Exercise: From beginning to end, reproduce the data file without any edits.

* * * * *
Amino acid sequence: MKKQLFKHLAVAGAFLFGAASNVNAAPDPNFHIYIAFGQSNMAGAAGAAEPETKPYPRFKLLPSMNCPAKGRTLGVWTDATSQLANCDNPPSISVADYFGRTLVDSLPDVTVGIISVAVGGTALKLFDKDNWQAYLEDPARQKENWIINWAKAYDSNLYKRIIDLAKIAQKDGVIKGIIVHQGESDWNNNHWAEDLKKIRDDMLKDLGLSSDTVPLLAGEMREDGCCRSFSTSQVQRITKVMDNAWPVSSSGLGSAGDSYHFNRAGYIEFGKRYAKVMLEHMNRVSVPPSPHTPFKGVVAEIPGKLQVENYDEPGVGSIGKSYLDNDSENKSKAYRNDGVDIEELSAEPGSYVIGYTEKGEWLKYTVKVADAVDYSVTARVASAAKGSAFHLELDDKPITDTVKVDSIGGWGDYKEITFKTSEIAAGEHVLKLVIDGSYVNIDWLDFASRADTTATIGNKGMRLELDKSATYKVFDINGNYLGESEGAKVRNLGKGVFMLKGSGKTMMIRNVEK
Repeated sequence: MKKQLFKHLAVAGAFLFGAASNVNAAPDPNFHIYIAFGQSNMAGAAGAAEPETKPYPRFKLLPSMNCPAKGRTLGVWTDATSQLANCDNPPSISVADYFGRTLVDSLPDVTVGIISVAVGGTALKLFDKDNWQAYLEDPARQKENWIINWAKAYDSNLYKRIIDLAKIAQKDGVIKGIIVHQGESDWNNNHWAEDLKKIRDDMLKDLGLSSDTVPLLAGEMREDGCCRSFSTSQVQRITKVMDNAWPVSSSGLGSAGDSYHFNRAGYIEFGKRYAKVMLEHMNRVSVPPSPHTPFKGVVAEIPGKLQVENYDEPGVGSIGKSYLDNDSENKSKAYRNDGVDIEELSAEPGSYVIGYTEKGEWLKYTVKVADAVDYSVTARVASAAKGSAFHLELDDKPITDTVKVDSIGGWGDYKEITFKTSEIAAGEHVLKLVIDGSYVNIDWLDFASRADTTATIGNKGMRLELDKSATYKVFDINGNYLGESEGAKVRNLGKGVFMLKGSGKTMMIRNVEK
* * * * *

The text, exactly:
Amino acid sequence: MKKQLFKHLAVAGAFLFGAASNVNAAPDPNFHIYIAFGQSNMAGAAGAAEPETKPYPRFKLLPSMNCPAKGRTLGVWTDATSQLANCDNPPSISVADYFGRTLVDSLPDVTVGIISVAVGGTALKLFDKDNWQAYLEDPARQKENWIINWAKAYDSNLYKRIIDLAKIAQKDGVIKGIIVHQGESDWNNNHWAEDLKKIRDDMLKDLGLSSDTVPLLAGEMREDGCCRSFSTSQVQRITKVMDNAWPVSSSGLGSAGDSYHFNRAGYIEFGKRYAKVMLEHMNRVSVPPSPHTPFKGVVAEIPGKLQVENYDEPGVGSIGKSYLDNDSENKSKAYRNDGVDIEELSAEPGSYVIGYTEKGEWLKYTVKVADAVDYSVTARVASAAKGSAFHLELDDKPITDTVKVDSIGGWGDYKEITFKTSEIAAGEHVLKLVIDGSYVNIDWLDFASRADTTATIGNKGMRLELDKSATYKVFDINGNYLGESEGAKVRNLGKGVFMLKGSGKTMMIRNVEK
Repeated sequence: MKKQLFKHLAVAGAFLFGAASNVNAAPDPNFHIYIAFGQSNMAGAAGAAEPETKPYPRFKLLPSMNCPAKGRTLGVWTDATSQLANCDNPPSISVADYFGRTLVDSLPDVTVGIISVAVGGTALKLFDKDNWQAYLEDPARQKENWIINWAKAYDSNLYKRIIDLAKIAQKDGVIKGIIVHQGESDWNNNHWAEDLKKIRDDMLKDLGLSSDTVPLLAGEMREDGCCRSFSTSQVQRITKVMDNAWPVSSSGLGSAGDSYHFNRAGYIEFGKRYAKVMLEHMNRVSVPPSPHTPFKGVVAEIPGKLQVENYDEPGVGSIGKSYLDNDSENKSKAYRNDGVDIEELSAEPGSYVIGYTEKGEWLKYTVKVADAVDYSVTARVASAAKGSAFHLELDDKPITDTVKVDSIGGWGDYKEITFKTSEIAAGEHVLKLVIDGSYVNIDWLDFASRADTTATIGNKGMRLELDKSATYKVFDINGNYLGESEGAKVRNLGKGVFMLKGSGKTMMIRNVEK